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What is osteochondritis dissecans?

Osteochondritis dissecans is a condition during which parts of the joint cartilage and subchondral bone (bone under the cartilage) is separated from the remaining bone. The most common place for this to happen is at the medial femoral condyle. Other joints include the ankle, elbow and shouler. Physiotherapy is a successful treatment for osteochondritis dissecans.

How does osteochondritis dissecans happen?

The exact cause of osteochondritis dissecans is unknown although it is thought to be linked to a previous injury or a poor joint blood supply.

Therapist performing mobilisations on the patella, knee joint and surrounding connective tissue.Above: Therapist performing mobilisations on the patella, knee joint and surrounding connective tissue.

What are the symptoms of osteochondritis dissecans?

A key symptom of osteochondritis dissecans is a dull ache around the site of injury. This can be in addition to swelling and stiffness of the affected joint which will restrict the movement in that area. Other symptoms include:

What should I do if I have osteochondritis dissecans?

A professional opinion should be gained first and this may be accompanied with a series of tests such as X-rays and MRI scans to accurately diagnose the condition. Surgery may be advised if the condition is long standing or has a big impact on your life. The operation is likely to be arthroscopic which is a type of keyhole surgery used to tidy and smooth over the affected joint surfaces to reduce the pain.

What shouldn’t I do if I have osteochondritis dissecans?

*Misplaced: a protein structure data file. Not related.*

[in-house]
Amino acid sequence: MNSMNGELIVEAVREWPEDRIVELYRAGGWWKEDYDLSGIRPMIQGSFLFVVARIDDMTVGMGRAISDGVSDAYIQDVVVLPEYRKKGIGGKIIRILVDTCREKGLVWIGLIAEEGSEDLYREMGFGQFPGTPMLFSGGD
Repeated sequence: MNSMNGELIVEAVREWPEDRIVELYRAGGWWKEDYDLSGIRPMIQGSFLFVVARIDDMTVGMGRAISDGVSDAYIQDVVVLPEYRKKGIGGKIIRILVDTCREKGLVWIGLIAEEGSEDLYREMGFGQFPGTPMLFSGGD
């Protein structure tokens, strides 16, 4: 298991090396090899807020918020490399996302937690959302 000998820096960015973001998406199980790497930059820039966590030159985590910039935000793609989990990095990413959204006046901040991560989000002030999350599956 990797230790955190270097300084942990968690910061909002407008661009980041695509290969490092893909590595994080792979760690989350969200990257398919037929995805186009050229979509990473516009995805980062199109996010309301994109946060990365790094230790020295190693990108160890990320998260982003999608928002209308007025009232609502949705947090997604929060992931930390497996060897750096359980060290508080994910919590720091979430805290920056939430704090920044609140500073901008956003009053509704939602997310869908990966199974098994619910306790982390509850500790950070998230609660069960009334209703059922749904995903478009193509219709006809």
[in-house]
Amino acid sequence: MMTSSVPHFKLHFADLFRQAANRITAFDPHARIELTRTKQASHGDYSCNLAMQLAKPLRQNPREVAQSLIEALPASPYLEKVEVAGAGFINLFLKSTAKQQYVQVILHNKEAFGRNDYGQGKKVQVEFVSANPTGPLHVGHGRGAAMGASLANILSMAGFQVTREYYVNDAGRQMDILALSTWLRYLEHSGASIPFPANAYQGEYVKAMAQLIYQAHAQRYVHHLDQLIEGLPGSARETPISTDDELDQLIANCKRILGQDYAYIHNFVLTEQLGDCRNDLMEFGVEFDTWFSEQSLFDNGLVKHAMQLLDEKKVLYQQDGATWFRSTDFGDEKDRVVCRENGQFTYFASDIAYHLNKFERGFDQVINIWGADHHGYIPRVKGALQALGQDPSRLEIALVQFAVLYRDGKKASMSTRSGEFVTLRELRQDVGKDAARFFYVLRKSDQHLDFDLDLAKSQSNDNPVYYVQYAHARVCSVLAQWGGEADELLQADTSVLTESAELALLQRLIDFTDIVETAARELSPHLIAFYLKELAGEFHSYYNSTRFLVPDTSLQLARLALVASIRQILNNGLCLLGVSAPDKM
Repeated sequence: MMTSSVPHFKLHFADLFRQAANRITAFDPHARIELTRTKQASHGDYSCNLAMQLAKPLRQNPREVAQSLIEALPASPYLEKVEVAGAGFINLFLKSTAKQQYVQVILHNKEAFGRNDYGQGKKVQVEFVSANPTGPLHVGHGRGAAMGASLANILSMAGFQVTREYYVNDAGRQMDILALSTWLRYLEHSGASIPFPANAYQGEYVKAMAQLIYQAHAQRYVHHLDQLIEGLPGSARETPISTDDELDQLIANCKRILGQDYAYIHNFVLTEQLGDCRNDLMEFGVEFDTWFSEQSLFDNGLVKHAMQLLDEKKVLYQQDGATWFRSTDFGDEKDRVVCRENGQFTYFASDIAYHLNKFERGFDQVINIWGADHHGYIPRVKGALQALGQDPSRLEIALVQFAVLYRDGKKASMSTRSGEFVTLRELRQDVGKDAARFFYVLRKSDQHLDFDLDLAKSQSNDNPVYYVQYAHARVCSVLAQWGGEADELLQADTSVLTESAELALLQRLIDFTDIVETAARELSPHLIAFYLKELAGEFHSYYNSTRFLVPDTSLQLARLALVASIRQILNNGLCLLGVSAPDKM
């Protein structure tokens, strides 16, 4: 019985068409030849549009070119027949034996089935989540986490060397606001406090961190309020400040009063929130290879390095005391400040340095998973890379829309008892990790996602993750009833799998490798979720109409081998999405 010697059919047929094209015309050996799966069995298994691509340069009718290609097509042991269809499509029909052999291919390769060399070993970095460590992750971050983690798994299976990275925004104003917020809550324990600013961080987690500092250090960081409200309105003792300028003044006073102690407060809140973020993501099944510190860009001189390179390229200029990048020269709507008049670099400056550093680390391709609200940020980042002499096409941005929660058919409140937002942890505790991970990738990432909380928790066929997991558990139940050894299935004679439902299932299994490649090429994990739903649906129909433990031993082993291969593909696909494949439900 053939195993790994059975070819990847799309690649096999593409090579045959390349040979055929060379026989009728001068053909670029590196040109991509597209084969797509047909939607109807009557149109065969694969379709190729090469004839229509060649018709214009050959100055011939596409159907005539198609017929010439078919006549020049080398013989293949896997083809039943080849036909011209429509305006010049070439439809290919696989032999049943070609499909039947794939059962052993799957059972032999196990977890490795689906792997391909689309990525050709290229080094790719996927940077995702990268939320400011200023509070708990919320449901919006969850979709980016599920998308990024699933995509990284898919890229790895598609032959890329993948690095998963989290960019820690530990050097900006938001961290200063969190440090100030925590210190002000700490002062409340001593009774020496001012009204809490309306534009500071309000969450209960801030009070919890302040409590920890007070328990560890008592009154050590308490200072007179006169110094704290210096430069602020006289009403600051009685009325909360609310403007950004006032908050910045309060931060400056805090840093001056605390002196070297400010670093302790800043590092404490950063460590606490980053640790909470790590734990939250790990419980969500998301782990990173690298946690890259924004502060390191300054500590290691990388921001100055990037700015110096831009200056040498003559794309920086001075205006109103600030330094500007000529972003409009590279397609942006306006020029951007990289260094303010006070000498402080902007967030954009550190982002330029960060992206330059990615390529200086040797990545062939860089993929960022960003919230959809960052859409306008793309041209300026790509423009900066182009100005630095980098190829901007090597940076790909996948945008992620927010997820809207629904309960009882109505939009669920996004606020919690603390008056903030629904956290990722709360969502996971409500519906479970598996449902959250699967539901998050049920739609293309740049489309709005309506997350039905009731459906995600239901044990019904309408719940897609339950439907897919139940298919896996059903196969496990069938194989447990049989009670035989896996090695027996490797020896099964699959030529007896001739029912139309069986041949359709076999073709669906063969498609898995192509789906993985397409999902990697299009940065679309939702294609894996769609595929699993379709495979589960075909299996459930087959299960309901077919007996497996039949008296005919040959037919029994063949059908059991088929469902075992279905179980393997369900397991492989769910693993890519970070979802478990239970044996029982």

Do not ignore your symptoms if you suspect you may have osteochondritis dissecans. You should try to avoid placing too much weight through the injured joint as this will delay healing.

Therapist performing knee assessmentAbove: Therapist performing knee assessment

Physiotherapy treatment following osteochondritis dissecans.

Physiotherapy is an important part of your recovery if you require surgery or not. Your programme will be discussed with you with your physiotherapist and will be tailored to your condition and goals. Cryrotherapy is an essential part of your treatment following surgery as this will reduce any swelling. Other options are:

Could there be any long-term effects from osteochondritis dissecans?

If physiotherapy is started as soon as possible, long-term effects of osteochondritis dissecans should be minimal. It is vital that your rehabilitation is gradually progressed and personalised to your condition and to reduce the risk of re-injury.

To arrange a physiotherapy assessment call on 0330 088 7800 or book online.

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